The authors suggested that the accelerated evolution of PAS1 in the ancestral lineage leading to placentals might have contributed to the emergence of social hierarchy broadly observed in placentals. While this is a reasonable hypothesis, it should be pointed out that sociality is not a clear-cut defining trait demarcating placentals from non-placentals as prolonged gestation. While a high degree of sociality is found in many placentals, it is far from universal as many placental species are solitary. Additionally, some non-placentals are quite social, such as kangaroos and chickens. As such, there may be alternative interpretations for the accelerated evolution of PAS1 in the ancestral placental lineage. Another caveat of the study is that, even though the authors generated multiple PAS1 alleles in the mouse that could potentially give rise to many genotype combinations, only a few genotypes were used in the assessment of dominance rank (i.e., PAS1w/m vs PAS1w/w, PAS1c/m vs PAS1c/c, and PAS1–/m vs PAS1–/–). This could be due to the difficulty in performing large amounts of animal breeding and testing. Nevertheless, with limited genotypes used in the study, it is difficult to interpret how PAS1 in different species modulates dominance behavior.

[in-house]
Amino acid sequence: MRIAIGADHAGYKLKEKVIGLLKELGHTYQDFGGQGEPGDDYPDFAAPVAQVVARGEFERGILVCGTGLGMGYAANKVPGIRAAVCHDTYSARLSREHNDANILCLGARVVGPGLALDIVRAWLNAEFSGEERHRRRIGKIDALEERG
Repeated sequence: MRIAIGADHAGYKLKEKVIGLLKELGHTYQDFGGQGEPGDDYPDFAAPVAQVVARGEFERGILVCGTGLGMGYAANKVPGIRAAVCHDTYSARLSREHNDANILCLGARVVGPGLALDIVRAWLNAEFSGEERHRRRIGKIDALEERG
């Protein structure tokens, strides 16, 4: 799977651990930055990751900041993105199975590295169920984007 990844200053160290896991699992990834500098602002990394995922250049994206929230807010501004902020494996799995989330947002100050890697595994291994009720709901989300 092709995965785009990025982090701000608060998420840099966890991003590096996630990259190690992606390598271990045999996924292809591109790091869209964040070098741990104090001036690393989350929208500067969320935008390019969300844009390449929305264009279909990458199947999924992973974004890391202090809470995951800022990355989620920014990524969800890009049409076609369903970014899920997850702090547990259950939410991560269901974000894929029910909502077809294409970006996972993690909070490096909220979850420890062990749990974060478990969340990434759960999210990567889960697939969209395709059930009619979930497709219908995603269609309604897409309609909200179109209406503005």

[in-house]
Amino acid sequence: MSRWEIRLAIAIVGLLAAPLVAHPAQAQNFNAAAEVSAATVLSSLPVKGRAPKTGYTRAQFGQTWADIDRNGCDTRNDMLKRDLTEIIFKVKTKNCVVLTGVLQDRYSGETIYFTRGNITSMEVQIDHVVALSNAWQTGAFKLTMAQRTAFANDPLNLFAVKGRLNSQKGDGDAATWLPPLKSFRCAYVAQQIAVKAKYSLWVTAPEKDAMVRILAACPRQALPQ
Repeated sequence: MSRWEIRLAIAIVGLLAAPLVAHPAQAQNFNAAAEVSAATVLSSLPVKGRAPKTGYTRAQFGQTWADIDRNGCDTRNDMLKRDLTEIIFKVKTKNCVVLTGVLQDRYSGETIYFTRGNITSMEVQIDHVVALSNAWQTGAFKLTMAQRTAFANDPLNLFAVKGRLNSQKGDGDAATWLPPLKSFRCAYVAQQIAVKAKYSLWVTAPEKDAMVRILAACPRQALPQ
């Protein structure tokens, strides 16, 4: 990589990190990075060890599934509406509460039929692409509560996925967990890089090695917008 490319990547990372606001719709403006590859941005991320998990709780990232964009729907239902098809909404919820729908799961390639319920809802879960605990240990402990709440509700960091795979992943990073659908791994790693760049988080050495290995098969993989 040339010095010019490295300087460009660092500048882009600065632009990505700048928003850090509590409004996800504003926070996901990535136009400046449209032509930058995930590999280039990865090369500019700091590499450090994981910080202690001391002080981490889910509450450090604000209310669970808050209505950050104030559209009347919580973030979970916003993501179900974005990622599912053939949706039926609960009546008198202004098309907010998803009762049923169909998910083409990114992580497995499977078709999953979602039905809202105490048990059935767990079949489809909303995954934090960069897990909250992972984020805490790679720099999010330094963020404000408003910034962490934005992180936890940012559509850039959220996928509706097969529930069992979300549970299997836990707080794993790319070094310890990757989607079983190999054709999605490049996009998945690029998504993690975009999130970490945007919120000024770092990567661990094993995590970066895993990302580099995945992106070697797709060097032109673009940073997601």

Notwithstanding the above caveats, the study is significant in that it provides the first example of an enhancer involved in the modulation of social dominance and it hints at the tantalizing possibility that the sequence evolution of this enhancer could have contributed to the phenotypic evolution of social dominance behavior in amniotes. Future studies are needed to bring more granular insights into the functional and evolutionary significance of this enhancer.


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Correspondence to Bruce T. Lahn.

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Lahn, B.T. Social dominance hierarchy: toward a genetic and evolutionary understanding. Cell Res 30, 560–561 (2020).